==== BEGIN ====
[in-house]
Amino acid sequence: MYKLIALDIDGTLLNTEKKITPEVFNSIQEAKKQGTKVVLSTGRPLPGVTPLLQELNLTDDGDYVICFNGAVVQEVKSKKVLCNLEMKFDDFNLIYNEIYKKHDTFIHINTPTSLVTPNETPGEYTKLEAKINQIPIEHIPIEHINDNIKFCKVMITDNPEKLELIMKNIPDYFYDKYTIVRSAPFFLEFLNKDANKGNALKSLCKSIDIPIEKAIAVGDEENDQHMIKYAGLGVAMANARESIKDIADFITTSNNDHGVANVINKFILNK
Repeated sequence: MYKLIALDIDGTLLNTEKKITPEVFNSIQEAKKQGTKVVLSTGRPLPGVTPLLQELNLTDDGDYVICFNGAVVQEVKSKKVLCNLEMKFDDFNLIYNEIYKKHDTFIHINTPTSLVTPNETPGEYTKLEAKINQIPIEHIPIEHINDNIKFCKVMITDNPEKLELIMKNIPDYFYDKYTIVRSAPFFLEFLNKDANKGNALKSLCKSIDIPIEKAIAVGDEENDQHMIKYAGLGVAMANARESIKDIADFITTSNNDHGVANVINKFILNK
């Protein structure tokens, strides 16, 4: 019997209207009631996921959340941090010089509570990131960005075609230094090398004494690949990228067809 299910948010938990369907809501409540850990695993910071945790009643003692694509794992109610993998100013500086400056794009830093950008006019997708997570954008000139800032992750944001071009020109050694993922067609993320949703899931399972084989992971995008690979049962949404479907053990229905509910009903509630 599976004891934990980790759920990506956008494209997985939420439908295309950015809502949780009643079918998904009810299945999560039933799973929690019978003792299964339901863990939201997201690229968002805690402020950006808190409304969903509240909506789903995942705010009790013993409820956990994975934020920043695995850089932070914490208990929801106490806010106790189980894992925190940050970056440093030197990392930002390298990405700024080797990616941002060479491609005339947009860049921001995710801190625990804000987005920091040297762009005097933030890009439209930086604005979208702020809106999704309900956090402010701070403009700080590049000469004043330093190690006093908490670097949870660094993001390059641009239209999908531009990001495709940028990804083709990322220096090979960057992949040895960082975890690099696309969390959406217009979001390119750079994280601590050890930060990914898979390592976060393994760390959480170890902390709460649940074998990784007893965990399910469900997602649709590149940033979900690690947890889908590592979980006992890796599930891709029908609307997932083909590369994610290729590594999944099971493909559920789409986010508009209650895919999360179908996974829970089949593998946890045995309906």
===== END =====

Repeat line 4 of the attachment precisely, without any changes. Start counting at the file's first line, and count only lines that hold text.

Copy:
């Protein structure tokens, strides 16, 4: 019997209207009631996921959340941090010089509570990131960005075609230094090398004494690949990228067809 299910948010938990369907809501409540850990695993910071945790009643003692694509794992109610993998100013500086400056794009830093950008006019997708997570954008000139800032992750944001071009020109050694993922067609993320949703899931399972084989992971995008690979049962949404479907053990229905509910009903509630 599976004891934990980790759920990506956008494209997985939420439908295309950015809502949780009643079918998904009810299945999560039933799973929690019978003792299964339901863990939201997201690229968002805690402020950006808190409304969903509240909506789903995942705010009790013993409820956990994975934020920043695995850089932070914490208990929801106490806010106790189980894992925190940050970056440093030197990392930002390298990405700024080797990616941002060479491609005339947009860049921001995710801190625990804000987005920091040297762009005097933030890009439209930086604005979208702020809106999704309900956090402010701070403009700080590049000469004043330093190690006093908490670097949870660094993001390059641009239209999908531009990001495709940028990804083709990322220096090979960057992949040895960082975890690099696309969390959406217009979001390119750079994280601590050890930060990914898979390592976060393994760390959480170890902390709460649940074998990784007893965990399910469900997602649709590149940033979900690690947890889908590592979980006992890796599930891709029908609307997932083909590369994610290729590594999944099971493909559920789409986010508009209650895919999360179908996974829970089949593998946890045995309906």